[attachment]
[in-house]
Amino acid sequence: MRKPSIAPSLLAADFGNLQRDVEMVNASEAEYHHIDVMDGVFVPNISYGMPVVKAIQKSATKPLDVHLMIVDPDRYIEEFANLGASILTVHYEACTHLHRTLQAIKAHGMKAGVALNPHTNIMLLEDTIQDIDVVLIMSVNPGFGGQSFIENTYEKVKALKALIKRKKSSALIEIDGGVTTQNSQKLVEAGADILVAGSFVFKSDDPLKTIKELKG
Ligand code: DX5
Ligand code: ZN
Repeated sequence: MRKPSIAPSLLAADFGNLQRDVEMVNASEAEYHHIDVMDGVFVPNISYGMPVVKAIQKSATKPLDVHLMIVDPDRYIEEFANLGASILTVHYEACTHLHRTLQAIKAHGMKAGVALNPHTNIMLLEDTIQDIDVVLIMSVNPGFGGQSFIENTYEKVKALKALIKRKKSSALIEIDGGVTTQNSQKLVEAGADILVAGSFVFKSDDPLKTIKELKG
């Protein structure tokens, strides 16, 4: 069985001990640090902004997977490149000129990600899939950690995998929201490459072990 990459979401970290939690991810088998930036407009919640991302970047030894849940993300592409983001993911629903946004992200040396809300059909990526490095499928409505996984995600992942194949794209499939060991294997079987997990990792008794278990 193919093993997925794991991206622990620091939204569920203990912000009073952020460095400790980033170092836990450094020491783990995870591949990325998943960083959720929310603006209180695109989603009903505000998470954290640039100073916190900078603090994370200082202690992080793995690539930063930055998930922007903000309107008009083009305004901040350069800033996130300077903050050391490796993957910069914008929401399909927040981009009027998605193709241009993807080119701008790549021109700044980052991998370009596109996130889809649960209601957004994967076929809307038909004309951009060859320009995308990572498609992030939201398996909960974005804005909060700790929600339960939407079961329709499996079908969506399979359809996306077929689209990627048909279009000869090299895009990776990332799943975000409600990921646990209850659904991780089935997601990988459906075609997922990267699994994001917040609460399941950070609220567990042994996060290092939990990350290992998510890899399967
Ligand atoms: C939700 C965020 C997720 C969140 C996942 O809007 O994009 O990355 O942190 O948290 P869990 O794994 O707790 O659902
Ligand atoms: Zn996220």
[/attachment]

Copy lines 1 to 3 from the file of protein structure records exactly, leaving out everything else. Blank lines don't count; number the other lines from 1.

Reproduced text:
[in-house]
Amino acid sequence: MRKPSIAPSLLAADFGNLQRDVEMVNASEAEYHHIDVMDGVFVPNISYGMPVVKAIQKSATKPLDVHLMIVDPDRYIEEFANLGASILTVHYEACTHLHRTLQAIKAHGMKAGVALNPHTNIMLLEDTIQDIDVVLIMSVNPGFGGQSFIENTYEKVKALKALIKRKKSSALIEIDGGVTTQNSQKLVEAGADILVAGSFVFKSDDPLKTIKELKG
Ligand code: DX5